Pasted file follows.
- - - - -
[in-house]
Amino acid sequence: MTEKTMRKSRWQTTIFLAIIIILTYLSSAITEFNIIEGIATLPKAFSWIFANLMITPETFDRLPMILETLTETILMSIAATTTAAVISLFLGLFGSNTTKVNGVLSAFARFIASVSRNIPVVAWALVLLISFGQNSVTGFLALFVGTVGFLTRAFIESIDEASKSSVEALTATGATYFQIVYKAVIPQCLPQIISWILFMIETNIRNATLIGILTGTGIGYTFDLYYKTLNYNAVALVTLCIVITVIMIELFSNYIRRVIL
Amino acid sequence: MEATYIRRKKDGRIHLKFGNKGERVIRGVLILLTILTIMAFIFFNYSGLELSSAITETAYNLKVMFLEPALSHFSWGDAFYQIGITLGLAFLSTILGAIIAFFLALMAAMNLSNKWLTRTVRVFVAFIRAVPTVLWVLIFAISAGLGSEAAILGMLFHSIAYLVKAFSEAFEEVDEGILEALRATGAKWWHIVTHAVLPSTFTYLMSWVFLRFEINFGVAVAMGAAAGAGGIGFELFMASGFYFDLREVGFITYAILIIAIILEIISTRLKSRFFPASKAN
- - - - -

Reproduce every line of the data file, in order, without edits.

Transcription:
[in-house]
Amino acid sequence: MTEKTMRKSRWQTTIFLAIIIILTYLSSAITEFNIIEGIATLPKAFSWIFANLMITPETFDRLPMILETLTETILMSIAATTTAAVISLFLGLFGSNTTKVNGVLSAFARFIASVSRNIPVVAWALVLLISFGQNSVTGFLALFVGTVGFLTRAFIESIDEASKSSVEALTATGATYFQIVYKAVIPQCLPQIISWILFMIETNIRNATLIGILTGTGIGYTFDLYYKTLNYNAVALVTLCIVITVIMIELFSNYIRRVIL
Amino acid sequence: MEATYIRRKKDGRIHLKFGNKGERVIRGVLILLTILTIMAFIFFNYSGLELSSAITETAYNLKVMFLEPALSHFSWGDAFYQIGITLGLAFLSTILGAIIAFFLALMAAMNLSNKWLTRTVRVFVAFIRAVPTVLWVLIFAISAGLGSEAAILGMLFHSIAYLVKAFSEAFEEVDEGILEALRATGAKWWHIVTHAVLPSTFTYLMSWVFLRFEINFGVAVAMGAAAGAGGIGFELFMASGFYFDLREVGFITYAILIIAIILEIISTRLKSRFFPASKAN